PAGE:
MATERIALS AND METHODS

Subjects

Fourteen individuals (12 males, 2 females) between the ages of 19 and 48 years, sampling a diverse range of heights (1.66–1.97 m, mean 1.84±0.08 m) and Mb (50.2–86.5 kg, mean 72.9±11.6 kg), volunteered for this study (Table 1). All participants were physically fit and experienced runners who ran more than 30 km week−1, and none had any lower extremity injuries that could compromise their gait. All subjects provided informed consent to participate in the experiment, which was approved by the Institutional Review Board of Harvard University. The experiments were conducted at the Skeletal Biology and Biomechanics Lab of the Department of Human Evolutionary Biology at Harvard University.

Table 1.

Subject characteristics and observed versus predicted optimal stride frequency

Subject characteristics and observed versus predicted optimal stride frequency
Subject characteristics and observed versus predicted optimal stride frequency

Treatment

After a warm-up period during which subjects ran for 5 min at 3.0 m s−1 at a self-selected SF, each subject was instructed to run at 3.0 m s−1 in synchronization with a metronome set to five different SFs. Although some studies measure SF at ±5% and ±10% of preferred SF (e.g. Snyder and Farley, 2011), preferred SFs on a treadmill may not accurately reflect preferred SFs in overground conditions, and it is difficult to run precisely synchronized with a metronome. We therefore asked participants to run as best they could at 75, 80, 85, 90 and 95 strides min−1, and then measured their actual SFs in each trial. Two trials were recorded for each SF once subjects had adjusted their SF to the metronome. First, subjects ran for approximately 30 s on an instrumented treadmill with 3D motion capture to measure aspects of their kinematics and kinetics at each SF trial in random order (details below). Second, subjects were fitted with a nose clip and a respirometry mouthpiece to collect all expired gas. Subjects first stood at rest for 5 min to measure baseline oxygen consumption and become comfortable with the O2 system; subjects then ran for approximately 6–8 min on a standard treadmill (LifeFitness, Rosemont, IL, USA) at each SF in random order (see below).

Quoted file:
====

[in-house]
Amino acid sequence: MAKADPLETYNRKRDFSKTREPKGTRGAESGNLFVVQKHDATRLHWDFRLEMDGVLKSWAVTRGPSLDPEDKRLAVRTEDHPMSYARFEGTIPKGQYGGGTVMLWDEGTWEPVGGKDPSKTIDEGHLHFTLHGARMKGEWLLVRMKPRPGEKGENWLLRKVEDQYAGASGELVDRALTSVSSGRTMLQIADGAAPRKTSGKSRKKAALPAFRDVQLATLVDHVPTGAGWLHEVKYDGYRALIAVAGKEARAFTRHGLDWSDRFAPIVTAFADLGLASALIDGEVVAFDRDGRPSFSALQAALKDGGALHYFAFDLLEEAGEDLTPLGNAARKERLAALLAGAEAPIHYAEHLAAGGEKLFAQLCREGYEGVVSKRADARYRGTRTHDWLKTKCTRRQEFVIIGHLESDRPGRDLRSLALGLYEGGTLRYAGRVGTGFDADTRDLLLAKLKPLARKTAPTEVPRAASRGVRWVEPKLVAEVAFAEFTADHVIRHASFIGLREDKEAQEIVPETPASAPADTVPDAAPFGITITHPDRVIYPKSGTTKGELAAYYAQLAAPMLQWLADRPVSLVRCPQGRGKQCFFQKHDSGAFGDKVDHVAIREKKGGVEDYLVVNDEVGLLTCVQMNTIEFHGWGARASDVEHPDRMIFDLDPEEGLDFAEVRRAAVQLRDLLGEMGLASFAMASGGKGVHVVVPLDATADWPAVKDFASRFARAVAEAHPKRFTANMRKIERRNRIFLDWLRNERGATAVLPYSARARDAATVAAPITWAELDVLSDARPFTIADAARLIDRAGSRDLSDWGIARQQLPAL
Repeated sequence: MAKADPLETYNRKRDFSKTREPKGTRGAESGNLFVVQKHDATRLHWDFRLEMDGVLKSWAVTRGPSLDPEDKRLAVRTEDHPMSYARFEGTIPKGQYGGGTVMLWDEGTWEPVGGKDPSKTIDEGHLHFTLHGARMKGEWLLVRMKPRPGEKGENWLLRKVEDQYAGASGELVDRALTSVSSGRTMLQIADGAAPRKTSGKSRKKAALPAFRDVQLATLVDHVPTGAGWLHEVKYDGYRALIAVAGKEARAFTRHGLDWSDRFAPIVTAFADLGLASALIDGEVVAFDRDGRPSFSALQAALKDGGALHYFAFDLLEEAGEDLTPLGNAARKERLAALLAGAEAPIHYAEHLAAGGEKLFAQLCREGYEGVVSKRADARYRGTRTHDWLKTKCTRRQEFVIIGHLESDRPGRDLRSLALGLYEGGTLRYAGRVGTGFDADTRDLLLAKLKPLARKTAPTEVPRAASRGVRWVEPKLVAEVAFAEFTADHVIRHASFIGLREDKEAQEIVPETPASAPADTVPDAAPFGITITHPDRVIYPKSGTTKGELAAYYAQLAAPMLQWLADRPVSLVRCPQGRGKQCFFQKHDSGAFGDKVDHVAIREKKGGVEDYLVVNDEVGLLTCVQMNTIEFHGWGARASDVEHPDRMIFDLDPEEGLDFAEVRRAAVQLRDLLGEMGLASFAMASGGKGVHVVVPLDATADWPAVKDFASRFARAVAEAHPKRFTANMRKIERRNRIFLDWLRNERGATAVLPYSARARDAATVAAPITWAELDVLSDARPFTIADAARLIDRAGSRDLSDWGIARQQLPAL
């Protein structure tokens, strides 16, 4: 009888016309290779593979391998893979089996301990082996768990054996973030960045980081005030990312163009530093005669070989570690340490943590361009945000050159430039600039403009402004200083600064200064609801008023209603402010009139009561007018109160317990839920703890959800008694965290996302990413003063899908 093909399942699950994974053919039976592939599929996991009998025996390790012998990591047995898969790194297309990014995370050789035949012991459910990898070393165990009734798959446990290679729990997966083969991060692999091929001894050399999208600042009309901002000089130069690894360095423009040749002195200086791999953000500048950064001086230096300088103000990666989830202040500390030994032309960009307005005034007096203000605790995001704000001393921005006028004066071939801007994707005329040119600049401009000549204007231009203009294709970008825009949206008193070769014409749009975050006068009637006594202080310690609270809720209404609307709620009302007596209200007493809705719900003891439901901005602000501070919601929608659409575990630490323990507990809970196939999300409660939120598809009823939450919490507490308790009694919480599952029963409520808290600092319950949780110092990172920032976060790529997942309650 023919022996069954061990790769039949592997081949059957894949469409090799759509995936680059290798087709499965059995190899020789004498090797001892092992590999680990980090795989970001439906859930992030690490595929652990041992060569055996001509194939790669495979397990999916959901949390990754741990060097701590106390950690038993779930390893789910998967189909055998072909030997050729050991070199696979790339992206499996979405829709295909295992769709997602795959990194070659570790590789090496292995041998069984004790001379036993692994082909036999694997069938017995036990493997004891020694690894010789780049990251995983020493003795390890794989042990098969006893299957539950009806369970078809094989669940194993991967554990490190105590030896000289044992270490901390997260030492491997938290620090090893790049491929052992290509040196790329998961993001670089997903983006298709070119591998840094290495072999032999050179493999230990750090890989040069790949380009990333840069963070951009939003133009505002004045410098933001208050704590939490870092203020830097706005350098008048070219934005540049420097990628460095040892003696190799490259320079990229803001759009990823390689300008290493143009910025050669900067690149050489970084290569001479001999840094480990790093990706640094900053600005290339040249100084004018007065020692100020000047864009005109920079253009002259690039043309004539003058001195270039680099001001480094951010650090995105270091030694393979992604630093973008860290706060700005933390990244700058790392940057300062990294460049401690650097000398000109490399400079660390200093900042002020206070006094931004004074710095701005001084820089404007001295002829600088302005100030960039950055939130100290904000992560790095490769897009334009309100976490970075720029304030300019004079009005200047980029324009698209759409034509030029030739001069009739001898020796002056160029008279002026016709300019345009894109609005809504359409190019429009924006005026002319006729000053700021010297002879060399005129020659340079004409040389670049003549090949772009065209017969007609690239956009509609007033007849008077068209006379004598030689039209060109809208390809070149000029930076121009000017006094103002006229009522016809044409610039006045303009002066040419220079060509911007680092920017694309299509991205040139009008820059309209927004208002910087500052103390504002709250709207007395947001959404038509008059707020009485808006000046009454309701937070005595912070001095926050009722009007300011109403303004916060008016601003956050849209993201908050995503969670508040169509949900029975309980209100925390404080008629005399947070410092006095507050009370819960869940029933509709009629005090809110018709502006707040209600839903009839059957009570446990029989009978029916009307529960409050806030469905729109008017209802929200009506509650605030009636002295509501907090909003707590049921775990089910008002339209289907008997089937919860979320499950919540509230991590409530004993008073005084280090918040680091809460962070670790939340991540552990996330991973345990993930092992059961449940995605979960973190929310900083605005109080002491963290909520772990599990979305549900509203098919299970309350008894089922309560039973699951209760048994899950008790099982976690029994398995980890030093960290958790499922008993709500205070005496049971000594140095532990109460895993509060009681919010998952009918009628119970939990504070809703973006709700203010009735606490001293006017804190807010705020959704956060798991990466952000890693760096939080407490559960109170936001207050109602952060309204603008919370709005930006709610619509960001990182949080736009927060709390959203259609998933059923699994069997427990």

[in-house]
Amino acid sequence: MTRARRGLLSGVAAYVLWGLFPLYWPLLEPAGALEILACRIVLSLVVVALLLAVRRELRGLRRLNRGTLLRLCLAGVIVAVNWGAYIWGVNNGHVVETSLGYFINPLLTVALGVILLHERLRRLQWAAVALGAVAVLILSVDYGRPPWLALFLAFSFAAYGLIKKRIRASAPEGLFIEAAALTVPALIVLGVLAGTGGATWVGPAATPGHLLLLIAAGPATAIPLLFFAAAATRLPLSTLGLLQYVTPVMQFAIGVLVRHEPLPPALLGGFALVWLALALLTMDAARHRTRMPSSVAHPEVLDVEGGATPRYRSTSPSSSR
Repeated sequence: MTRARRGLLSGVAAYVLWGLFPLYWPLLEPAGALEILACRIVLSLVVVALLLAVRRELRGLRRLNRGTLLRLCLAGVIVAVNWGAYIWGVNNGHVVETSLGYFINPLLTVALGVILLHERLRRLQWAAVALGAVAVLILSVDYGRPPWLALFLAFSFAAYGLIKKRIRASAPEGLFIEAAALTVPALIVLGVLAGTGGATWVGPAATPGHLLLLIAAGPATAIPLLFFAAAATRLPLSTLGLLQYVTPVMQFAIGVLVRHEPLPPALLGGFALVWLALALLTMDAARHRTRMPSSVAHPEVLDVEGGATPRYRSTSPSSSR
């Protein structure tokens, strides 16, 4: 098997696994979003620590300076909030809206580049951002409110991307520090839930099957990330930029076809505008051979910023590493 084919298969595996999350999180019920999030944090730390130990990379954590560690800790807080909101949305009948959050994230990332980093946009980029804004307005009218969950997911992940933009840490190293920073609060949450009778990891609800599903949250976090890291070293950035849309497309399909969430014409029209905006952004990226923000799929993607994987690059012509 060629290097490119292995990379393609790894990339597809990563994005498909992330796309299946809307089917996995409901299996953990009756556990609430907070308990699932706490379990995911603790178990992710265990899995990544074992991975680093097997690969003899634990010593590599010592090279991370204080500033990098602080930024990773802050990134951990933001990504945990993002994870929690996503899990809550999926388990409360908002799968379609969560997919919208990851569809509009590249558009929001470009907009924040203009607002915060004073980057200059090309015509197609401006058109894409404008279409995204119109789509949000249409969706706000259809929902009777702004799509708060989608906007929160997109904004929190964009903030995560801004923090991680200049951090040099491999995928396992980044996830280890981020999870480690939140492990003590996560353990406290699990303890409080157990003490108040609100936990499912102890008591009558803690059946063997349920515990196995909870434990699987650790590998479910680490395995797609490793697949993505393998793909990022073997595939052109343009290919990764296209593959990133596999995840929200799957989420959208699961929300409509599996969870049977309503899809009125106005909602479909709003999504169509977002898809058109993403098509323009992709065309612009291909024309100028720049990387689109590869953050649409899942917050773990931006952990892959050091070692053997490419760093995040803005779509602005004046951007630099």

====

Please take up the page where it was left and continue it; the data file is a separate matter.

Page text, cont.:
Kinematics and kinetics

Kinematics and kinetics were measured simultaneously on a treadmill (Bertec, OH, USA) instrumented with two force plates to measure ground reaction forces (GRFs) at 1000 Hz at the same time that 3D motion data were captured at 500 Hz with an 8-infrared camera Oqus motion capture system (Qualysis Corp, Gothenburg, Sweden). Thirteen reflective markers were placed on the following landmarks: the left and right anterior superior iliac spines, the left and right posterior superior iliac spines, the left and right greater trochanters, the medial and lateral epicondyles of the right leg, the medial and lateral malleoli of the right leg, the calcaneus of the right foot, and the second and fifth metatarsal heads of the right foot.